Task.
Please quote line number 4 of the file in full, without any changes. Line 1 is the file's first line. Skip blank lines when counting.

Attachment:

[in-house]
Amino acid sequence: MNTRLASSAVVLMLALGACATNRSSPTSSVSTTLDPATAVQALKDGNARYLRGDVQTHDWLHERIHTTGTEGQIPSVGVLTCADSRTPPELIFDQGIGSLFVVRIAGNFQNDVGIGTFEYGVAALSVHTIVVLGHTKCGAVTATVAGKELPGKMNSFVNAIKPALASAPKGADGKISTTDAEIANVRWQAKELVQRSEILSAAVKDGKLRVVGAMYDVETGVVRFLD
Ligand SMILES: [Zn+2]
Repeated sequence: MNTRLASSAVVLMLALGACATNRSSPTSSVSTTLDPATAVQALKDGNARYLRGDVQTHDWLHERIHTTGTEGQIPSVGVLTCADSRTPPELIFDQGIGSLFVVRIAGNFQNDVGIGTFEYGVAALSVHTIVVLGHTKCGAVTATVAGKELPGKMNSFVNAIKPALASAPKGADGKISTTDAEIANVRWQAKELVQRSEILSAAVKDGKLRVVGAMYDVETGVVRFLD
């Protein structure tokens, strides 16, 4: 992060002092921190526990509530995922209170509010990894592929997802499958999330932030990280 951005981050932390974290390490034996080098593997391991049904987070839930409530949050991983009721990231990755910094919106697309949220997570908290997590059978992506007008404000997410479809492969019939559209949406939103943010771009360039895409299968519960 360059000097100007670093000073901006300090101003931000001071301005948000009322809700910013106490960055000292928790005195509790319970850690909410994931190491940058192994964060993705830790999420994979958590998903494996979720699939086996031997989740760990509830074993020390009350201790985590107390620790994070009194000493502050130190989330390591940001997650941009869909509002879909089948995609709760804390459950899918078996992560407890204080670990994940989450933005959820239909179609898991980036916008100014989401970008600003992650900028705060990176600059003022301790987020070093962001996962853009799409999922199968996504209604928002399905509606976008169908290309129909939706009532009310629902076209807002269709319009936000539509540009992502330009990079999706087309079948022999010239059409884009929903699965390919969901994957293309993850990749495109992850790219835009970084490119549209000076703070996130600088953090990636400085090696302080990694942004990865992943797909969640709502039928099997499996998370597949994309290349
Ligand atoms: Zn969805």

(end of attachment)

Repeated sequence: MNTRLASSAVVLMLALGACATNRSSPTSSVSTTLDPATAVQALKDGNARYLRGDVQTHDWLHERIHTTGTEGQIPSVGVLTCADSRTPPELIFDQGIGSLFVVRIAGNFQNDVGIGTFEYGVAALSVHTIVVLGHTKCGAVTATVAGKELPGKMNSFVNAIKPALASAPKGADGKISTTDAEIANVRWQAKELVQRSEILSAAVKDGKLRVVGAMYDVETGVVRFLD